New Arguments Against Carey's Bootstrapping HypothesisEric Snyder (Ludwig Maximilians Universität, München), Eric Snyder (Ohio State University)
Monsoon Ashoka Philosophy Festival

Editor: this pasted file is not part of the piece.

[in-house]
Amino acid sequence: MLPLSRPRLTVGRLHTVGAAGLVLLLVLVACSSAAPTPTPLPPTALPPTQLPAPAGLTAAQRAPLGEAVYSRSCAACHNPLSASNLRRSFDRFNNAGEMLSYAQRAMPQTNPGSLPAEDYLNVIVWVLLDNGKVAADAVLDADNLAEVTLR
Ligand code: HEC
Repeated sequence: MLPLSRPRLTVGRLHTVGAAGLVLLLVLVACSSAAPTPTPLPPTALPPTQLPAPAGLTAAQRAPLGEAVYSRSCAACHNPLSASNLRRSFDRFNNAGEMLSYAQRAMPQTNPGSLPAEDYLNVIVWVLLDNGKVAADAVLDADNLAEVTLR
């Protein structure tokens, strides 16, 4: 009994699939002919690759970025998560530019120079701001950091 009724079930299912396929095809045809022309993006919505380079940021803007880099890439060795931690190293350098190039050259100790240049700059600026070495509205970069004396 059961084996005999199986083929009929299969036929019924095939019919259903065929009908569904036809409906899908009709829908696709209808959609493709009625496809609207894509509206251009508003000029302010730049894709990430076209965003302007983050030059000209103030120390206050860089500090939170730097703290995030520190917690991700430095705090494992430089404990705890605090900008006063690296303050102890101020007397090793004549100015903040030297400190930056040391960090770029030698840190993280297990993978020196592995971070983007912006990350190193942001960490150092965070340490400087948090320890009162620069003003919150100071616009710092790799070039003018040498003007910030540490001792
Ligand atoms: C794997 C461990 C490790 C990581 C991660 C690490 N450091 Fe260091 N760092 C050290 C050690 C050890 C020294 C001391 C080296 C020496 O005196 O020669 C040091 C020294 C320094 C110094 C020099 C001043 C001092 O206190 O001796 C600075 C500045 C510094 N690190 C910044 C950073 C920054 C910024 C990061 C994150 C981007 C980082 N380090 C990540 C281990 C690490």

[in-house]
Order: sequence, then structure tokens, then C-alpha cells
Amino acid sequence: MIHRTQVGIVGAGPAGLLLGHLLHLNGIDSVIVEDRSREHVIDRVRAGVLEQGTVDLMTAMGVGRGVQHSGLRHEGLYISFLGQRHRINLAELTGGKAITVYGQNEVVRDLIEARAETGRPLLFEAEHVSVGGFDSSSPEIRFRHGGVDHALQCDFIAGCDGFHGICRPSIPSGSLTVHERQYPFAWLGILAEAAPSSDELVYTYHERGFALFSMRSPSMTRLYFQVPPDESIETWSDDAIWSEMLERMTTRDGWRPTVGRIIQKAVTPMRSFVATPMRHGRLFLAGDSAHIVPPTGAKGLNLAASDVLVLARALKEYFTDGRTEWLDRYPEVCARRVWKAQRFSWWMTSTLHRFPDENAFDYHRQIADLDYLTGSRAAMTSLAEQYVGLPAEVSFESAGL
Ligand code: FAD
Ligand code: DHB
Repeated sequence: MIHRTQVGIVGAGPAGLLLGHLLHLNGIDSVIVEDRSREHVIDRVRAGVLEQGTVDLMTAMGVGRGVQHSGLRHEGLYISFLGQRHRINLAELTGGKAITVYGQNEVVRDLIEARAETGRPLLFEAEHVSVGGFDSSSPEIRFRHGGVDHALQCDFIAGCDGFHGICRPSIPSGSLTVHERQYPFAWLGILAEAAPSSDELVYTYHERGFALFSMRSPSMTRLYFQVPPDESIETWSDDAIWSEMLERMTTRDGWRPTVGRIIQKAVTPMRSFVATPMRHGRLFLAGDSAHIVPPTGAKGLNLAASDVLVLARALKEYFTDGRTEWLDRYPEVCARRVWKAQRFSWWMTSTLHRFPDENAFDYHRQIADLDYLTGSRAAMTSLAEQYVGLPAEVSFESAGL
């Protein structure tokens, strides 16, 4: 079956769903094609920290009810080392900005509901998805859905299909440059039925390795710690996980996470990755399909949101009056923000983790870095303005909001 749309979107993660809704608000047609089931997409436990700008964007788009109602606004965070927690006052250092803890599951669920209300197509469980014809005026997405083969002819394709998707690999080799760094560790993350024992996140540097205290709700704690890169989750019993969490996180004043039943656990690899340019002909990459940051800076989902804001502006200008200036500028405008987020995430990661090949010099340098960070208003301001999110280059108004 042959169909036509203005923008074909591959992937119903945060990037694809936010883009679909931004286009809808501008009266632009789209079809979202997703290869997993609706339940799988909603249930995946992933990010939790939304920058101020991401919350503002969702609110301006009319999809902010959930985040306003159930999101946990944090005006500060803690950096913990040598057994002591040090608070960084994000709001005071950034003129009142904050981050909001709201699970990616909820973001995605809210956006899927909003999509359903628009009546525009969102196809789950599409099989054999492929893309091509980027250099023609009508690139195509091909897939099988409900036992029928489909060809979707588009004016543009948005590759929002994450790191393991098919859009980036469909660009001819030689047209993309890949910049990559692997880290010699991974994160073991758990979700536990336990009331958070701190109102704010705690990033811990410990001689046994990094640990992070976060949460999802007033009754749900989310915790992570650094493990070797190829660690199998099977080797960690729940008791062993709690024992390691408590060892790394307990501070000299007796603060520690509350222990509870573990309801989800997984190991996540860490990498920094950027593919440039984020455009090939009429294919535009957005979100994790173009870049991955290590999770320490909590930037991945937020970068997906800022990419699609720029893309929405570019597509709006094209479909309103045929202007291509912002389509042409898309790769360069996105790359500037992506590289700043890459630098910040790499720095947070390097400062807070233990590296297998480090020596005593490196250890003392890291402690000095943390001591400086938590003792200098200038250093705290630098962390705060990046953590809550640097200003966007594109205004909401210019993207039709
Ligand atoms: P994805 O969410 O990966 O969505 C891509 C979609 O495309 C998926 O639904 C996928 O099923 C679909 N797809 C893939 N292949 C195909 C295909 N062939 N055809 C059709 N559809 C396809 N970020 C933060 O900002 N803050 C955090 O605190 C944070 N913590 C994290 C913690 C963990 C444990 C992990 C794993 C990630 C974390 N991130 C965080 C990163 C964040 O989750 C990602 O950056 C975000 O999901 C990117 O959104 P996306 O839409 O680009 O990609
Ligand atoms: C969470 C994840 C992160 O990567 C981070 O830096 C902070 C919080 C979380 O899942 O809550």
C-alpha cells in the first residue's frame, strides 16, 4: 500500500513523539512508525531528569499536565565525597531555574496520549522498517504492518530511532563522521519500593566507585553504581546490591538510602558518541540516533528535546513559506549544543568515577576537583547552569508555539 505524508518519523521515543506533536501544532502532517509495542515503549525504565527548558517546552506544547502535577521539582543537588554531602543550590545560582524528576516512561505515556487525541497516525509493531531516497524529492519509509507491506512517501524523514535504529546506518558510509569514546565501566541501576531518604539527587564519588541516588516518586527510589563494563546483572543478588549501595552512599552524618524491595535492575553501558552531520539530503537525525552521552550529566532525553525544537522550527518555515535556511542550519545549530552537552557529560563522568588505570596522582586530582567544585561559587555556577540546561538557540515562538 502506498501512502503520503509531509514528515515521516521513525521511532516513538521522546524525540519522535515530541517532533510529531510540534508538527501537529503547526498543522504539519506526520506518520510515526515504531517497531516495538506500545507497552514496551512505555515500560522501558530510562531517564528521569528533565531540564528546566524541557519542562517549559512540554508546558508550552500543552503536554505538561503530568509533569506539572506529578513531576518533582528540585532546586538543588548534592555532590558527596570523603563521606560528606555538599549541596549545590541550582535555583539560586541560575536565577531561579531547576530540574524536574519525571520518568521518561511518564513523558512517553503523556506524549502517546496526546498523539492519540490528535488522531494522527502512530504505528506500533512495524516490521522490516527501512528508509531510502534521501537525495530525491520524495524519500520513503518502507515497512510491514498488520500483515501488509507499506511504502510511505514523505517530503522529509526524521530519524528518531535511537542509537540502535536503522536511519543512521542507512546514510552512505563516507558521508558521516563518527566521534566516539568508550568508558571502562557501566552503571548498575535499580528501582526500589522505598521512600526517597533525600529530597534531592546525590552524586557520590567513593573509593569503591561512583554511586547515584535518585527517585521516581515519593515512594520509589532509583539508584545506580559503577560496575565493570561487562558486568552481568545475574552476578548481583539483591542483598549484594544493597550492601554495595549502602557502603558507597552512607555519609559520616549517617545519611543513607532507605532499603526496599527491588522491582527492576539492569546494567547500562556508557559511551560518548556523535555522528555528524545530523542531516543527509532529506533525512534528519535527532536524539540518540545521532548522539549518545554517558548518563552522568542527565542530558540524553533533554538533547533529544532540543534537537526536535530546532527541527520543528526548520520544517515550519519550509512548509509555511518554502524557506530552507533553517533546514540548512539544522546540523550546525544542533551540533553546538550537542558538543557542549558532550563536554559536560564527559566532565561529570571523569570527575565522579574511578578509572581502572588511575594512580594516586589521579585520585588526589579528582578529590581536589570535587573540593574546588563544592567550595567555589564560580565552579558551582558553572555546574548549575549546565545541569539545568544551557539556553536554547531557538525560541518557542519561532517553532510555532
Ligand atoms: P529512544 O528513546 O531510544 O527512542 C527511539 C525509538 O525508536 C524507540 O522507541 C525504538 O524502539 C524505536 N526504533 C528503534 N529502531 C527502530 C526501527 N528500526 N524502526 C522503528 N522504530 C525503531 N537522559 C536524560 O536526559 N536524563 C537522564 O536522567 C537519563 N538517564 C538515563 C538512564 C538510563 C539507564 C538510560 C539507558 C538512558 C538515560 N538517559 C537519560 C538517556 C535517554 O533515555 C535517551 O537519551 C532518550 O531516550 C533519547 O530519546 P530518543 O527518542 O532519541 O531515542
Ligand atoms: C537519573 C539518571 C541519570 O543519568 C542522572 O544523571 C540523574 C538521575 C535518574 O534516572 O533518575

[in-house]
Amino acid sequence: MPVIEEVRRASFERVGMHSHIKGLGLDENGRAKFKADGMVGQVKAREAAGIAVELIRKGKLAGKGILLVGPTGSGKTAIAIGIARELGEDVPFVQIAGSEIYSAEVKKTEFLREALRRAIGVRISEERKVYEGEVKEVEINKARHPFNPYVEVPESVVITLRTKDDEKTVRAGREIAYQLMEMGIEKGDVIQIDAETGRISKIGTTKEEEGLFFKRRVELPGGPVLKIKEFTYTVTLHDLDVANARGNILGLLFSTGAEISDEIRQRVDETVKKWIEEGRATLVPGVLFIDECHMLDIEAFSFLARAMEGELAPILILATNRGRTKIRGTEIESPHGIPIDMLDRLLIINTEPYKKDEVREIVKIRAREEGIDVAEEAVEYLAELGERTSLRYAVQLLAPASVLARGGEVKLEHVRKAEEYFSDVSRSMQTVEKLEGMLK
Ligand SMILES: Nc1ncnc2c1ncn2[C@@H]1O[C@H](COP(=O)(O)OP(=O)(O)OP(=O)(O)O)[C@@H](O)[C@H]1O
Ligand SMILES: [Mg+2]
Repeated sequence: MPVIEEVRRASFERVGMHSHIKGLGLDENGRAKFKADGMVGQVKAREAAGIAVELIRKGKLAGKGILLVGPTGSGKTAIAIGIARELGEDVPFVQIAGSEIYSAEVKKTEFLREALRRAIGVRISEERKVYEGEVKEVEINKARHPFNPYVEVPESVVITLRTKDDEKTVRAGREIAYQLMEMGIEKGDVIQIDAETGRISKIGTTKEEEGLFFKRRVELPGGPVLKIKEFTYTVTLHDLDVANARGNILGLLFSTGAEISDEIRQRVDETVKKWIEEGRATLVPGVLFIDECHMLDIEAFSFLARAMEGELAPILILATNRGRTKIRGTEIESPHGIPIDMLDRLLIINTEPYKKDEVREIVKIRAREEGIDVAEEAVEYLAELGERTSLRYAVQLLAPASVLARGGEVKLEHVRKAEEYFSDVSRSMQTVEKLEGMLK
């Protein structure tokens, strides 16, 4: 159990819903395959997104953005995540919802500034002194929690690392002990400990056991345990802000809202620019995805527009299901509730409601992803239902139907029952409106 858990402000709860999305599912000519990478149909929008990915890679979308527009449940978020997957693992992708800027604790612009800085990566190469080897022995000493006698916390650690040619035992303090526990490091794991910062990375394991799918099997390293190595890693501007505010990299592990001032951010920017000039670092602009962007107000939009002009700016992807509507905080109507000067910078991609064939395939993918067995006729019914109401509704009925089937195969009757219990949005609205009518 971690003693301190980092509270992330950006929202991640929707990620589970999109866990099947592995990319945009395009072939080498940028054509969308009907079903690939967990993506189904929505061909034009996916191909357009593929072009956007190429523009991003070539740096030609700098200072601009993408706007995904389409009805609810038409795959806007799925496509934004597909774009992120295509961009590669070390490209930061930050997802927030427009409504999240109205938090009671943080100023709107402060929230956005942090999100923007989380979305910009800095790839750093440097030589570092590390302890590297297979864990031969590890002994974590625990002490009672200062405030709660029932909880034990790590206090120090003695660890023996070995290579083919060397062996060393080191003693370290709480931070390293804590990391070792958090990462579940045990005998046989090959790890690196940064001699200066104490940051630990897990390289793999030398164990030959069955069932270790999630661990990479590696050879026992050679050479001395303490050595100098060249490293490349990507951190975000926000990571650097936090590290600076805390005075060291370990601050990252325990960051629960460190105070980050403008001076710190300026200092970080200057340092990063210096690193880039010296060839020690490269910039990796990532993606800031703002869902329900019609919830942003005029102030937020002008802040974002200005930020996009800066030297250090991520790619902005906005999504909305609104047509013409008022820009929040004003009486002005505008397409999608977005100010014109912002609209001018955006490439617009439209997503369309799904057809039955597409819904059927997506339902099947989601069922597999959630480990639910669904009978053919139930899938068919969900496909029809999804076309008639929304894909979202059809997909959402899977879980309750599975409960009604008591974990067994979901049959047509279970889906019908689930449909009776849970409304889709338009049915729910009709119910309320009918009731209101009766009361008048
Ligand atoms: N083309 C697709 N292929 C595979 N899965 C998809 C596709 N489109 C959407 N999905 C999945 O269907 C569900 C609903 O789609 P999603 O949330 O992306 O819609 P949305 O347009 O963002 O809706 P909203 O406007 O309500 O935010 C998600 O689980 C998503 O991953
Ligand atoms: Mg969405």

Major accounts of number concept possession, i.e. possession of concepts figuring in arithmetic thoughts such as 3 + 2 = 5, can be broadly grouped into two kinds: i) nativist accounts and ii) learning-based accounts. Of all of these, Susan Carey's learning-based account is arguably the most elaborate and influential. According to Carey, children acquire later number concepts via a kind of abductive process she calls bootstrapping. Specifically, in virtue of recognizing a certain structural similarity between count words and the sets they enumerate, children abductively infer a notion of successor, thus allowing them to generate a potentially infinite number of number concepts. Unfortunately, however, Carey's account faces serious empirical criticism. For example, it has been shown that children only possess the relevant notion of successor years after learning how to count. Consequently, many developmentalists have taken this as strong evidence in favor of nativism. However, I'll argue that both kinds of accounts are seriously flawed, in virtue of adopting an unobvious and unnecessary assumption: that in order to appreciate how count words represent cardinalities, young children must possess a notion of arithmetic successor. I'll argue that once we get clear about the actual content of the principles being assumed, we'll see that there was never any compelling reason for adopting this assumption. This opens the way for an entirely different, but utterly familiar, kind of learning-theoretic account.
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